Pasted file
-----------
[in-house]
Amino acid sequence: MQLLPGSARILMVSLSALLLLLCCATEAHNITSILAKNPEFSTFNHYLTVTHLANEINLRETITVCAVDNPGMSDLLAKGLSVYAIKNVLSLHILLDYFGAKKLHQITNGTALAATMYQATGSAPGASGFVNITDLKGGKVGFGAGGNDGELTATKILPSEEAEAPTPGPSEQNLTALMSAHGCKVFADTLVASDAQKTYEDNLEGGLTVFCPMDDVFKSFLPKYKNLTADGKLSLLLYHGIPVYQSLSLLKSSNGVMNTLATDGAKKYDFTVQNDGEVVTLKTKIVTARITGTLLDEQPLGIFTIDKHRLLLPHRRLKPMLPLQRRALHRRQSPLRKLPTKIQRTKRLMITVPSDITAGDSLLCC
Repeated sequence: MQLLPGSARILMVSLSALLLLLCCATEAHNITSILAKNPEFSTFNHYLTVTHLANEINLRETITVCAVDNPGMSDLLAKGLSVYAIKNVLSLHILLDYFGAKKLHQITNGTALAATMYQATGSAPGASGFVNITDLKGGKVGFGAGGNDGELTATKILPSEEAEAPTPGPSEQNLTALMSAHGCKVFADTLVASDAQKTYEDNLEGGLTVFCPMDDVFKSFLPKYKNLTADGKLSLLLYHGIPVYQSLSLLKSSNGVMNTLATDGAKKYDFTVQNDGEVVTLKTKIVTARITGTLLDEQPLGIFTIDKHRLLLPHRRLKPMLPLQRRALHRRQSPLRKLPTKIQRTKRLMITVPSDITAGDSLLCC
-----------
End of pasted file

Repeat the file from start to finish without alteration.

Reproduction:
[in-house]
Amino acid sequence: MQLLPGSARILMVSLSALLLLLCCATEAHNITSILAKNPEFSTFNHYLTVTHLANEINLRETITVCAVDNPGMSDLLAKGLSVYAIKNVLSLHILLDYFGAKKLHQITNGTALAATMYQATGSAPGASGFVNITDLKGGKVGFGAGGNDGELTATKILPSEEAEAPTPGPSEQNLTALMSAHGCKVFADTLVASDAQKTYEDNLEGGLTVFCPMDDVFKSFLPKYKNLTADGKLSLLLYHGIPVYQSLSLLKSSNGVMNTLATDGAKKYDFTVQNDGEVVTLKTKIVTARITGTLLDEQPLGIFTIDKHRLLLPHRRLKPMLPLQRRALHRRQSPLRKLPTKIQRTKRLMITVPSDITAGDSLLCC
Repeated sequence: MQLLPGSARILMVSLSALLLLLCCATEAHNITSILAKNPEFSTFNHYLTVTHLANEINLRETITVCAVDNPGMSDLLAKGLSVYAIKNVLSLHILLDYFGAKKLHQITNGTALAATMYQATGSAPGASGFVNITDLKGGKVGFGAGGNDGELTATKILPSEEAEAPTPGPSEQNLTALMSAHGCKVFADTLVASDAQKTYEDNLEGGLTVFCPMDDVFKSFLPKYKNLTADGKLSLLLYHGIPVYQSLSLLKSSNGVMNTLATDGAKKYDFTVQNDGEVVTLKTKIVTARITGTLLDEQPLGIFTIDKHRLLLPHRRLKPMLPLQRRALHRRQSPLRKLPTKIQRTKRLMITVPSDITAGDSLLCC